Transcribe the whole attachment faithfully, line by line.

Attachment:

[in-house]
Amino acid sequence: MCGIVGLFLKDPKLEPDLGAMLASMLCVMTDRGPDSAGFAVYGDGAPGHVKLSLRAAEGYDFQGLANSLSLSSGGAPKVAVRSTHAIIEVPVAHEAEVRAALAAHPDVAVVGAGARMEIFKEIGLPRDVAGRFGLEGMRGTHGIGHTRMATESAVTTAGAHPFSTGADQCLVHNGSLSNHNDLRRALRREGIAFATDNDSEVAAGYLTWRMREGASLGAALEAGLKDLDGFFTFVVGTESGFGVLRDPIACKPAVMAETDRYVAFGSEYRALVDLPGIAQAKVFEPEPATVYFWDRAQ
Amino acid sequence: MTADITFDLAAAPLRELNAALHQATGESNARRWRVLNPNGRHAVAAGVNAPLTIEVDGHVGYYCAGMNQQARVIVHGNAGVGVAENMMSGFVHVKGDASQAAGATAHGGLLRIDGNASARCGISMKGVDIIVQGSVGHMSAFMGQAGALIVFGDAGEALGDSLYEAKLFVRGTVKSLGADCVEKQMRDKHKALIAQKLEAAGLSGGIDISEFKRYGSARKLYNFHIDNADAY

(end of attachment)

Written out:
[in-house]
Amino acid sequence: MCGIVGLFLKDPKLEPDLGAMLASMLCVMTDRGPDSAGFAVYGDGAPGHVKLSLRAAEGYDFQGLANSLSLSSGGAPKVAVRSTHAIIEVPVAHEAEVRAALAAHPDVAVVGAGARMEIFKEIGLPRDVAGRFGLEGMRGTHGIGHTRMATESAVTTAGAHPFSTGADQCLVHNGSLSNHNDLRRALRREGIAFATDNDSEVAAGYLTWRMREGASLGAALEAGLKDLDGFFTFVVGTESGFGVLRDPIACKPAVMAETDRYVAFGSEYRALVDLPGIAQAKVFEPEPATVYFWDRAQ
Amino acid sequence: MTADITFDLAAAPLRELNAALHQATGESNARRWRVLNPNGRHAVAAGVNAPLTIEVDGHVGYYCAGMNQQARVIVHGNAGVGVAENMMSGFVHVKGDASQAAGATAHGGLLRIDGNASARCGISMKGVDIIVQGSVGHMSAFMGQAGALIVFGDAGEALGDSLYEAKLFVRGTVKSLGADCVEKQMRDKHKALIAQKLEAAGLSGGIDISEFKRYGSARKLYNFHIDNADAY